Biodynamic agriculture

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Biodynamic agriculture means farming according to anthroposophical principles, which were set out in detail by Rudolf Steiner, particularly in his "Agriculture Course" (Lit.:GA 327), given in 1924 on the Koberwitz estate near Breslau, for a group of farmers from the anthroposophical movement.

Fundamental principles

The farm is regarded as an organism and individuality, which has its own characteristics. Therefore, the use of all raw materials and inputs that do not also come from biodynamic farms is subject to severe restrictions. Organic is to be understood as a requirement to have as many animal and plant species as possible on the farm. The keeping of ruminants, usually cattle, is obligatory. The dung of these animals is used as fertiliser. The more diverse and varied a farm produces, the more stable the environment should be. Nature conservation (biodiversity, biotopes) is "incidentally" taken into account, e.g. by planting hedges, creating field margins and avoiding the use of chemical pesticides. In contrast to organic farming, specific preparations are used, taking into account the "cosmic rhythms" of the moon and the planets. In plant cultivation, care measures (weed control) as well as sowing/planting and harvesting are coordinated with the lunar phase and planetary positions (if the soil condition permits), recommendations are given for certain times of the day (e.g. some applications should only be made early in the morning after sunrise).

In the field of plant breeding, the aim is to breed the plant "according to its nature". This means, for example, that a wheat plant should be particularly wheat-typical and not have spelt traits (dinkel wheat). Hence the consistent rejection of genetic engineering.

The effect of the biodynamic methods and preparations is, in contrast to the bio-organic ones, difficult to prove with the usual scientific methods, since the dilutions, for example in the case of the preparations horn silica and horn dung, are often in homeopathic doses. Special image forming methods have therefore been developed for the quality assurance of the products.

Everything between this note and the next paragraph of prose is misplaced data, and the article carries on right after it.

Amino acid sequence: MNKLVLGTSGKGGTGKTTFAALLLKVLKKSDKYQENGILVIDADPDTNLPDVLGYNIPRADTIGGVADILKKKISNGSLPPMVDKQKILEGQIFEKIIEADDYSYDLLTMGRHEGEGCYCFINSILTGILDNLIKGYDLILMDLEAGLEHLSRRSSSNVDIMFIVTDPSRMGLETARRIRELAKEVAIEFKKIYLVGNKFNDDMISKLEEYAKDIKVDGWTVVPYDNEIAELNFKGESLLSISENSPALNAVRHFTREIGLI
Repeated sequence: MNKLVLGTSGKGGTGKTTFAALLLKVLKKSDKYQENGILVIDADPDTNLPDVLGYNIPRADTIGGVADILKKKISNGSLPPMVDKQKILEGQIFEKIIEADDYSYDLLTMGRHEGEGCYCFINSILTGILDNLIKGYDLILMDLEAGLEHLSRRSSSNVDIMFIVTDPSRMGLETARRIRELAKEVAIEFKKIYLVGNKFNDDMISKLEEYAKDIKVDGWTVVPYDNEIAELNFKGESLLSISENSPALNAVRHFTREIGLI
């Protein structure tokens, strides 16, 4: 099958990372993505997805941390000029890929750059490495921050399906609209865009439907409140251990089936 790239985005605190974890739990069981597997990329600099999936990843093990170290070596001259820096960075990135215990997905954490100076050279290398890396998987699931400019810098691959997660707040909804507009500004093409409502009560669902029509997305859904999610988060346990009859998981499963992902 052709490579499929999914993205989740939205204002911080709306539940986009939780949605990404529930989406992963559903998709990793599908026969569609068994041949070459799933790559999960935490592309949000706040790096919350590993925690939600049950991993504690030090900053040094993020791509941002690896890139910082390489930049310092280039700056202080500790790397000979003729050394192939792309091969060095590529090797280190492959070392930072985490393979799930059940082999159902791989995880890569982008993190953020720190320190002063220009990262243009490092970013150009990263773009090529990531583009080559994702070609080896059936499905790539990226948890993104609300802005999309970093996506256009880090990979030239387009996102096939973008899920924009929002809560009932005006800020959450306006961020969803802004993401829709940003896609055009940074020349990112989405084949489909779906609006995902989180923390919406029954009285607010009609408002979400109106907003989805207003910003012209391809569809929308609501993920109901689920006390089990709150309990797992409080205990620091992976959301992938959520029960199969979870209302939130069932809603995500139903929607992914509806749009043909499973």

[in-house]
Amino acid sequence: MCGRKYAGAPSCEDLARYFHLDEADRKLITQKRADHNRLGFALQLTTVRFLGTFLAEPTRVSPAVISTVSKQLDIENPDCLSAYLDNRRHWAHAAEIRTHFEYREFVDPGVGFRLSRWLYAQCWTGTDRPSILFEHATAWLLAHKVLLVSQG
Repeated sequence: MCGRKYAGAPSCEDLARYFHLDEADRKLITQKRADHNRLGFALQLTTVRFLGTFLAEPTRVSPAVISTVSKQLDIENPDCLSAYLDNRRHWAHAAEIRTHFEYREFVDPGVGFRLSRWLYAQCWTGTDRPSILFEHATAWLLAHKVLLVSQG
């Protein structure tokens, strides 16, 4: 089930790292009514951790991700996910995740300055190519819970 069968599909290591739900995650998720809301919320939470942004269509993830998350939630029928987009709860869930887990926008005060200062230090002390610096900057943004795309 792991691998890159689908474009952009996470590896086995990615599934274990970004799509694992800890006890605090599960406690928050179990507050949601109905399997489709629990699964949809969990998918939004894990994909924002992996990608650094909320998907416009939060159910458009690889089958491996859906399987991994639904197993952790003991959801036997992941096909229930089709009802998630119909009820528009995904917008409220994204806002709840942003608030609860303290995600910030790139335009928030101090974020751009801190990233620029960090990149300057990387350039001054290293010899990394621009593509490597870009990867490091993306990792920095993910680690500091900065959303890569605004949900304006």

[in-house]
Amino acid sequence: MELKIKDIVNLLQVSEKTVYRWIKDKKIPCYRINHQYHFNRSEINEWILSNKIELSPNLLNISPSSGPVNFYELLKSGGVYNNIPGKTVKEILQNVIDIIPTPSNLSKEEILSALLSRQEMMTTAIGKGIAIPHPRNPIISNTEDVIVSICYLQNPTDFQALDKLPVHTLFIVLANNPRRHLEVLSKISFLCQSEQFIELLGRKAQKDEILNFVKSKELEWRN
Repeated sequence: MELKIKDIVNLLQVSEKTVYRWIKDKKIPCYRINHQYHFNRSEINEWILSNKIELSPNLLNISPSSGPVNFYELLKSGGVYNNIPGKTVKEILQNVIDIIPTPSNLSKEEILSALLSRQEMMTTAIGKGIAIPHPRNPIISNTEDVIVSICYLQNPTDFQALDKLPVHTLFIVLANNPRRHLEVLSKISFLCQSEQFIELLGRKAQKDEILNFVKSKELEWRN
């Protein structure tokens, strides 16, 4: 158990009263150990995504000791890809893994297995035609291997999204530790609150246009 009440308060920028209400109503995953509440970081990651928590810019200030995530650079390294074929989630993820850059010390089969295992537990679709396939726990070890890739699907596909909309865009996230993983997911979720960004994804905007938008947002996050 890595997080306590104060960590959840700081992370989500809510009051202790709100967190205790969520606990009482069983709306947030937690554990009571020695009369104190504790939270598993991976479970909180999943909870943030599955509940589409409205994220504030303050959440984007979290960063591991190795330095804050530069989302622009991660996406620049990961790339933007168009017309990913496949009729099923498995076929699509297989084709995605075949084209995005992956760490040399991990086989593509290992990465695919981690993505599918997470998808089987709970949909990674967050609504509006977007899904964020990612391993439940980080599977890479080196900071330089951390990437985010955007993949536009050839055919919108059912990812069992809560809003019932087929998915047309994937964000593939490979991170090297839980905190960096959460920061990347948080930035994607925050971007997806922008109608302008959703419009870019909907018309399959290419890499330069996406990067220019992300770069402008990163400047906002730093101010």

Scientific results on the effectiveness of the biodynamic method

Several scientific studies have been able to prove, for example, that the vitality of cultivated soils increases significantly after only a few years of biodynamic cultivation, measured in terms of species diversity and quantity of microorganisms.

Research by the anthroposophical Schweizer Forschungsinstituts für biologischen Landbau (FIBL) (Swiss Research Institute of Organic Agriculture) over more than 20 years suggests that, compared to conventional and organic-biological farming, the use of biodynamic preparations in biodynamic farming has increased the fertility of the soil.[1] For the essential parameters such as earthworm biomass, number of weed species or number of ground beetle species, the biodynamically cultivated trial areas were mostly ahead of the organically-biologically and conventionally cultivated ones. This evaluation is known as the DOK trial (dynamic, organic, conventional).[2] Furthermore, the Darmstadt Institute for Biodynamic Research, also an anthroposophical institution, was able to show that the species diversity, the amount of microorganisms and the humus content of the cultivated soils increased significantly after only a few years of biodynamic cultivation.[3]

An endowed chair at the University of Kassel for research into biodynamic agriculture was unfortunately closed after a few years because of alleged "unscientificness".